An agent-based simulation of persistent inequalities in health behavior: Understanding the interdependent roles of segregation, clustering, and social influence

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4 Scopus citations

Abstract

Health inequalities are conspicuously persistent through time and often durable even in spite of interventions. In this study, I use agent-based simulation models (ABMs) to understand how the complex interrelationships between residential segregation, social network formation, group-level preferences, and social influence may contribute to this persistence. I use a more-stylized ABM, Bubblegum Village (BV), to understand how initial inequalities in bubblegum-chewing behaviors either endure, increase, or decrease over time given group-level differences in preferences, neighborhood-level barriers or facilitators of bubblegum chewing (e.g., access to bubblegum shops), and agents’ preferences for segregation, homophily, and clustering (i.e., the ‘tightness’ of social networks). I further use BV to understand whether segregation and social network characteristics impact whether the effects of a bubblegum-reduction intervention that is very effective in the short term are durable over time, as well as to identify intervention strategies to reduce attenuation of the intervention effects. In addition to BV, I also present results from an ABM based on the distribution and social characteristics of the population in Philadelphia, PA. This model explores similar questions to BV, but examines racial/ethnic inequalities in soda consumption based on agents’ social characteristics and baseline soda consumption probabilities informed by the 2007–2010 National Health and Nutrition Examination Survey. Collectively, the models suggest that residential segregation is a fundamental process for the production and persistence of health inequalities. The other major conclusion of the study is that, for behaviors that are subject to social influence and that cluster within social groups, interventions that are randomly-targeted to individuals with ‘bad’ behaviors will likely experience a large degree of recidivism to pre-intervention behaviors. In contrast, interventions that target multiple members of the same network, as well as multilevel interventions that include a neighborhood-level component, can reduce recidivism.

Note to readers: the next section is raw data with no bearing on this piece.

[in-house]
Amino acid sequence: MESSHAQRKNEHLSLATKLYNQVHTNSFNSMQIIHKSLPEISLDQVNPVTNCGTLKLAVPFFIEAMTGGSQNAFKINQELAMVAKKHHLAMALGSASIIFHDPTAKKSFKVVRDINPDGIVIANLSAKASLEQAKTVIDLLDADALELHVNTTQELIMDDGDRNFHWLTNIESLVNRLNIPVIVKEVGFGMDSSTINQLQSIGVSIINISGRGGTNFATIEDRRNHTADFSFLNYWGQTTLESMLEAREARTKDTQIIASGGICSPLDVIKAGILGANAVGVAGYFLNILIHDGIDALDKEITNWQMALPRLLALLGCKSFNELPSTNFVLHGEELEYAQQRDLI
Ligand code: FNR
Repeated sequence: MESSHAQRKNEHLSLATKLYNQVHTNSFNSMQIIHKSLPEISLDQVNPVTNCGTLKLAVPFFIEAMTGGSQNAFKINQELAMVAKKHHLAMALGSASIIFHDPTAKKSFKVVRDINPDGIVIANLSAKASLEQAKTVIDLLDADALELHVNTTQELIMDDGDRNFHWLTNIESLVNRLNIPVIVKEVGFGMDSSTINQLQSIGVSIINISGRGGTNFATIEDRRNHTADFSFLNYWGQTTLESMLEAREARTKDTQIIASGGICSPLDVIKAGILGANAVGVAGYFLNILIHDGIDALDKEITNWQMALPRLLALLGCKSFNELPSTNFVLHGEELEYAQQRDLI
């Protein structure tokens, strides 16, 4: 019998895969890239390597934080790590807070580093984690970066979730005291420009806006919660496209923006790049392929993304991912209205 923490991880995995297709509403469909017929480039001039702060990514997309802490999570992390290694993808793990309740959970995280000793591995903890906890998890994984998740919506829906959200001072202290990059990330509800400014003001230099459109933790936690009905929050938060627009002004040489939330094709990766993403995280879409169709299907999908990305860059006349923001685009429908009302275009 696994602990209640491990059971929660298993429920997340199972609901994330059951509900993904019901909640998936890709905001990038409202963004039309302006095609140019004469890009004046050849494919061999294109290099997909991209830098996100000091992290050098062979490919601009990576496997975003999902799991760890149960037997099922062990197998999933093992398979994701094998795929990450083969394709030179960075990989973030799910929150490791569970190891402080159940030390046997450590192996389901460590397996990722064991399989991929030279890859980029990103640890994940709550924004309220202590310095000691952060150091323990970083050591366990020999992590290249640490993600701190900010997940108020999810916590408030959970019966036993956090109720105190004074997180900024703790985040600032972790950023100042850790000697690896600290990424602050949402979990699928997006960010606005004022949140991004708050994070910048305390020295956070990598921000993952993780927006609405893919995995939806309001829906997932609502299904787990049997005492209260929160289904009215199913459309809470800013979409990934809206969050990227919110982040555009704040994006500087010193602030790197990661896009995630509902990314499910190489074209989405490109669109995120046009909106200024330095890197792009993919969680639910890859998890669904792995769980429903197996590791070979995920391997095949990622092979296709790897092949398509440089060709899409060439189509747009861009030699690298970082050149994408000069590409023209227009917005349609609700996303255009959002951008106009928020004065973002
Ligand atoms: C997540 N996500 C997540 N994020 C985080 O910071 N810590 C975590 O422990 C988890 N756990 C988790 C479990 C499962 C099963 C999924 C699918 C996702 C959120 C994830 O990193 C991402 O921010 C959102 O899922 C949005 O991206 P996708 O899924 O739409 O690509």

Original languageEnglish (US)
Pages (from-to)757-769
Number of pages13
JournalSSM - Population Health
Volume2
DOIs
StatePublished - Dec 1 2016

Keywords

  • Complex systems
  • Diet
  • Health inequalities
  • Segregation
  • Social influence

ASJC Scopus subject areas

  • Health(social science)
  • Health Policy
  • Public Health, Environmental and Occupational Health

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